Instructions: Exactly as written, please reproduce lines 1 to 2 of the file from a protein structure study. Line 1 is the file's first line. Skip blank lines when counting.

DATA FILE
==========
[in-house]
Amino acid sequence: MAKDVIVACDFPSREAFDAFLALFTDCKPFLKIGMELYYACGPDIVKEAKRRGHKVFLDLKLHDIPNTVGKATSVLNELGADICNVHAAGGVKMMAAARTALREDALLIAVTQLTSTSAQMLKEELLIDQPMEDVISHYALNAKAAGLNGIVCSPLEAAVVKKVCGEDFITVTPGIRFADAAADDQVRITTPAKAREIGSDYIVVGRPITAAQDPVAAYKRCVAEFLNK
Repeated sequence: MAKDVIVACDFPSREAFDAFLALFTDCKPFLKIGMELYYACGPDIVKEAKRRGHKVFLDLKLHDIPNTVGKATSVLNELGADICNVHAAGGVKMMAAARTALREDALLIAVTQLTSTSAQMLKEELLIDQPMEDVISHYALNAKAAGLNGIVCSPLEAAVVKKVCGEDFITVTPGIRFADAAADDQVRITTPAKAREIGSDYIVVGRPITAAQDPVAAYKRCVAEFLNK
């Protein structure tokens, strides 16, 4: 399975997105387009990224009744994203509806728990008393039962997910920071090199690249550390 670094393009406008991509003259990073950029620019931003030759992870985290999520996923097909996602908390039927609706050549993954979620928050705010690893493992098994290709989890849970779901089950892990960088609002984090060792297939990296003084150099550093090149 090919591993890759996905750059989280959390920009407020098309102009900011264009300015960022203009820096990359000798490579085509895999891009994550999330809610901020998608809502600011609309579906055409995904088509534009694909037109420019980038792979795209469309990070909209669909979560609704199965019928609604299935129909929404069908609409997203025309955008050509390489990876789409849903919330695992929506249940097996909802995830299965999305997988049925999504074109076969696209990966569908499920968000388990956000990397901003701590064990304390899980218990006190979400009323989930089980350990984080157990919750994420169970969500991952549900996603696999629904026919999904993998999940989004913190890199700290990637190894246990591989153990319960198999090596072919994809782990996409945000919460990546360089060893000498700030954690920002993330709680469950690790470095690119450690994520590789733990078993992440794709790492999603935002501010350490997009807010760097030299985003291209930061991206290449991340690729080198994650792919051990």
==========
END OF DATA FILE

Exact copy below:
[in-house]
Amino acid sequence: MAKDVIVACDFPSREAFDAFLALFTDCKPFLKIGMELYYACGPDIVKEAKRRGHKVFLDLKLHDIPNTVGKATSVLNELGADICNVHAAGGVKMMAAARTALREDALLIAVTQLTSTSAQMLKEELLIDQPMEDVISHYALNAKAAGLNGIVCSPLEAAVVKKVCGEDFITVTPGIRFADAAADDQVRITTPAKAREIGSDYIVVGRPITAAQDPVAAYKRCVAEFLNK